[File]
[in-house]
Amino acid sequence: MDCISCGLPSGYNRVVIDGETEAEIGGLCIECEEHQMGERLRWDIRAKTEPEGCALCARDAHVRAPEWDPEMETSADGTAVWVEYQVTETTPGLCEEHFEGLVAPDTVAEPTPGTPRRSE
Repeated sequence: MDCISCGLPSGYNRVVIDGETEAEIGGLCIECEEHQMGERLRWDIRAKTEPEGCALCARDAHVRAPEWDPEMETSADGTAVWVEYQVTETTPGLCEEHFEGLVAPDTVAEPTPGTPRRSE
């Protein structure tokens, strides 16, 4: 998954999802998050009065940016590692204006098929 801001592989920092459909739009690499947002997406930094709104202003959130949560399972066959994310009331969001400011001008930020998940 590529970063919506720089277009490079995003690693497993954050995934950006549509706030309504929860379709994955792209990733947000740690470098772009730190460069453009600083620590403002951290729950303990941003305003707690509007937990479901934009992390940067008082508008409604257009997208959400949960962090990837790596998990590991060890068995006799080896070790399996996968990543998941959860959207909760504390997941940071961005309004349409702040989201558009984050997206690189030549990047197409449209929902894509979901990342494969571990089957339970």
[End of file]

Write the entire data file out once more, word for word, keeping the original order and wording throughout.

[in-house]
Amino acid sequence: MDCISCGLPSGYNRVVIDGETEAEIGGLCIECEEHQMGERLRWDIRAKTEPEGCALCARDAHVRAPEWDPEMETSADGTAVWVEYQVTETTPGLCEEHFEGLVAPDTVAEPTPGTPRRSE
Repeated sequence: MDCISCGLPSGYNRVVIDGETEAEIGGLCIECEEHQMGERLRWDIRAKTEPEGCALCARDAHVRAPEWDPEMETSADGTAVWVEYQVTETTPGLCEEHFEGLVAPDTVAEPTPGTPRRSE
């Protein structure tokens, strides 16, 4: 998954999802998050009065940016590692204006098929 801001592989920092459909739009690499947002997406930094709104202003959130949560399972066959994310009331969001400011001008930020998940 590529970063919506720089277009490079995003690693497993954050995934950006549509706030309504929860379709994955792209990733947000740690470098772009730190460069453009600083620590403002951290729950303990941003305003707690509007937990479901934009992390940067008082508008409604257009997208959400949960962090990837790596998990590991060890068995006799080896070790399996996968990543998941959860959207909760504390997941940071961005309004349409702040989201558009984050997206690189030549990047197409449209929902894509979901990342494969571990089957339970």